In fact, GenCanna’s headquarters is now in part of a former Philip Morris office building stuffed with former labs. The place was practically abandoned as the cigarette maker began retreating from Central Kentucky.

And next door is a processing center in a former tobacco seed plant, where GenCanna built a system to turn the chopped-up hemp plants into a sort of dried powder to sell as a nutritional supplement.

The Shell Farm and Greenhouses in Lancaster is turning its fields away from tobacco, growing 157,000 hemp plants on 40 acres outdoors and 3,500 plants in a greenhouse.

“And we’ll be growing it indoors all winter,” Giles Shell said. Shell’s greenhouses once raised flowers; now he’s working on hemp genetics.

“There’s no seed crop, so we have to take cuttings to get the plants in the field. So I’m selecting genetics, for a hardier plant – bigger, fuller,” Shell said. “We’ve got a problem with variegation or chimera, so I trying to select away from it.”

Next year, Shell intends to grow even more hemp.

“We’re going to quit raising our tobacco crop, and if we do any flowers, it will be downsized,” Shell said. “Last year, we raised 120 acres of tobacco. This year, we dropped to 80. Next year, we will drop to none. There’s not a market any more for tobacco and not enough money once you factor in labor and chemical costs.”

Both the offices and the processing center are shared with Atalo Holdings, another hemp entrepreneur company, this one formed by Andy Graves and other Kentuckians working on crushing hemp seed for oil and other fiber production. Graves also grew the 27 acres of hemp for GenCanna.

Other groups, including the Stanley Brothers of Charlotte’s Web CBD oil fame, also are pursuing the hemp’s potential.

Kentucky could be on the cusp of a green revolution – a hemp boom that could go in myriad directions or spiral into a bubble of speculation.

“It could,” Comer acknowledged. But, assuming that sometime in the next two years, Congress makes it legal for anyone to grow hemp, he said Kentucky should be well-positioned, with a jump-start on the infrastructure.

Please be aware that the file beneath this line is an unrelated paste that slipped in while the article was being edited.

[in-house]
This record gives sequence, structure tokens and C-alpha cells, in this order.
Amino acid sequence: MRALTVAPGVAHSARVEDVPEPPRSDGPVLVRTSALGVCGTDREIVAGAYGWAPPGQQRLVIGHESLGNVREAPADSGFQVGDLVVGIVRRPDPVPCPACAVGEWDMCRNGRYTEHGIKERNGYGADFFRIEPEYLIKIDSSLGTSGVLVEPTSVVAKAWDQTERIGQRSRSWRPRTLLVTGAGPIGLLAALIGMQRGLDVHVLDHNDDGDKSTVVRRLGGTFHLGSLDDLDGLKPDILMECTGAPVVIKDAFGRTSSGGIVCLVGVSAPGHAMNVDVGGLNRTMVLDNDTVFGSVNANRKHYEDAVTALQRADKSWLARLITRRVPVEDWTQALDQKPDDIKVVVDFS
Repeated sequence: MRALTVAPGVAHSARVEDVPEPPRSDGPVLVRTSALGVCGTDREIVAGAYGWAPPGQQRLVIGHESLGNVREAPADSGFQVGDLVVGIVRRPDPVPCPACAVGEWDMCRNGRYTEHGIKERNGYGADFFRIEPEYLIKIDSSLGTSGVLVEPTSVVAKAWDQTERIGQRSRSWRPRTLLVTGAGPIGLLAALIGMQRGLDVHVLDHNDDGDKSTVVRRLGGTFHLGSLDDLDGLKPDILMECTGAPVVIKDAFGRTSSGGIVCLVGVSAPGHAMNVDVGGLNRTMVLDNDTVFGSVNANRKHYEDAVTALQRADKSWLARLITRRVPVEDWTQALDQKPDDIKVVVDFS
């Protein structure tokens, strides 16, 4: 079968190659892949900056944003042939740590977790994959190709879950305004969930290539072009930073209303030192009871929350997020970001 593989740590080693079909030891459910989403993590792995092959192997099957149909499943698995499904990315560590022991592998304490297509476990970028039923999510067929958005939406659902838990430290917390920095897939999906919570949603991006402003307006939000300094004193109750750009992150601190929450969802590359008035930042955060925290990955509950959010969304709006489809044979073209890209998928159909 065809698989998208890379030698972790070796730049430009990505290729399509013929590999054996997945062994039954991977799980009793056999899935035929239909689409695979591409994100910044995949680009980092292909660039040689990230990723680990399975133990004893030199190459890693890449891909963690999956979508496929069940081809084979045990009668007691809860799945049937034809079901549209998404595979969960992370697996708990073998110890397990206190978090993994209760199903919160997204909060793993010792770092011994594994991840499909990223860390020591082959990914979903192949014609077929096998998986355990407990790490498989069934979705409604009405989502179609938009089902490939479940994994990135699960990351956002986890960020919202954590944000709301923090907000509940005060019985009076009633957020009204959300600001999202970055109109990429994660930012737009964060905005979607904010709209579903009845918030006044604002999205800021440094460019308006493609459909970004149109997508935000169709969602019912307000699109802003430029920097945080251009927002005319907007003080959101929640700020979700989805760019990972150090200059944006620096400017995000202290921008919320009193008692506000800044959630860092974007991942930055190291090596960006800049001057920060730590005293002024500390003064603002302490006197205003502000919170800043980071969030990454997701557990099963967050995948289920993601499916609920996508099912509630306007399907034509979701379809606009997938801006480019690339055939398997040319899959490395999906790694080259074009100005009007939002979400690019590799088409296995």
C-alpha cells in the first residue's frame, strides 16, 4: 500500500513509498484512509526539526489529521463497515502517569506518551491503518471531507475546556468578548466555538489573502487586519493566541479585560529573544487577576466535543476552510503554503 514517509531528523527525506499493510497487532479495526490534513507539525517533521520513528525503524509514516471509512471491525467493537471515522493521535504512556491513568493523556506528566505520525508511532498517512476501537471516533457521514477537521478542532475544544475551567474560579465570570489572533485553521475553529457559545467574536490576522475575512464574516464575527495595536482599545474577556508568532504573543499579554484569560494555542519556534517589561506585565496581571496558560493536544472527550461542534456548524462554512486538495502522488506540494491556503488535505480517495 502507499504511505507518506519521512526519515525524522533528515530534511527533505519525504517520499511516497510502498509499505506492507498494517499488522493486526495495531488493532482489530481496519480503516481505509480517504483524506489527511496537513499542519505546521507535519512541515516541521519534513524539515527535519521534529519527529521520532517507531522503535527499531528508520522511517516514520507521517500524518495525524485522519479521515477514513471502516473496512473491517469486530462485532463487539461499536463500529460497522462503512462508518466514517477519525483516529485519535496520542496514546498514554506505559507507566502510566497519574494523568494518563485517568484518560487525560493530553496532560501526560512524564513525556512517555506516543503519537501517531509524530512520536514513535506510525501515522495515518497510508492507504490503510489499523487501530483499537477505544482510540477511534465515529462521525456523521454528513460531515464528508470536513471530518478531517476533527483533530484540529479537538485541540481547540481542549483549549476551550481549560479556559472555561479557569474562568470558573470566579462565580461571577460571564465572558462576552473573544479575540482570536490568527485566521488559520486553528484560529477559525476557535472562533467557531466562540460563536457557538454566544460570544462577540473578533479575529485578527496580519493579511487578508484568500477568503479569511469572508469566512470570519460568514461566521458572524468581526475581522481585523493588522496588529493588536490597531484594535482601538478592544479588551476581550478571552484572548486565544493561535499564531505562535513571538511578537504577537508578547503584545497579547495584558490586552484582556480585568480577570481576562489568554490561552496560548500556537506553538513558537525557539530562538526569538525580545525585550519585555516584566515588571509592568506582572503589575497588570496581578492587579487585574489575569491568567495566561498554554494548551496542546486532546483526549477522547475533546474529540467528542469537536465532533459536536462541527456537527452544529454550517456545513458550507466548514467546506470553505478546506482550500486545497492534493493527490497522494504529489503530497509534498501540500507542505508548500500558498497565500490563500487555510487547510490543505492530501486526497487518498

“We get requests every day for companies that want to start processing hemp. I worry that some may not have the credibility of some of the others, and that’s why it’s taking longer to certify, to get more background info,” Comer said. “We’re not picking winners and losers, but those that have credibility. Our reputations are on the line here, too.”

GenCanna has more contracts with farmers than any other company at this point, Comer said. It’s the only one in the cannabidiol business with signed contracts with national chains to buy their hemp product, he said.

“GenCanna is the real deal,” he said. “And they’ve given me assurances everyone will be paid, and all the farmers are happy.”

The Shell family, which has a three-year contract with GenCanna, certainly is now.

“We were very leery – I was the most reserved in my family of starting to do this,” Giles Shell said. “But … I felt like we were the best route to help commercialize this crop. Demand is really high, and supply isn’t there. Basic economics will tell you that’s profit.

“We’ve got a year ahead of everybody else that’s going to get into the game.”

CONTINUE READING…

Historic Partnership Offers 566 Native American Tribes and Sovereign Nations Sustainable Cannabis-Based Economic Solutions

Source: CannaNative
October 12, 2015 09:00 ET

CannaNative: Historic Partnership Offers 566 Native American Tribes and Sovereign Nations Sustainable Cannabis-Based Economic Solutions

Native American-Focused Company Brings Experience to Pave the Way for Indigenous Tribes to Restore Cannabis Cultivation, Use, Research, Commerce and Banking on Tribal Lands

SAN DIEGO, Oct. 12, 2015 (GLOBE NEWSWIRE) — Today, Native American tribes are positioned to benefit from the official launch of CannaNative, LLC.  CannaNative™ is the premiere majority Native American-owned and operated company to assist tribal nations – more than 560 tribes in the U.S. – with utilizing the rapidly emerging cannabis industry to gain true sovereignty: restored self-sufficiency with complete economic and environmental sustainability.

Photos accompanying this announcement are available at http://www.globenewswire.com/NewsRoom/AttachmentNg/da498128-198e-4bd0-ae15-b0d33cd5cd99

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In addition to a booming marijuana industry, current U.S. imports of hemp products are valued at $620 million annually. CannaNative™ will usher a new age for sovereign nations, as Native American tribes have unique rights that allow for cannabis (marijuana and industrial hemp) cultivation, manufacturing, marketing, sales, use, distribution, medical research and even banking institutions for the rapidly growing cash-and-carry industry.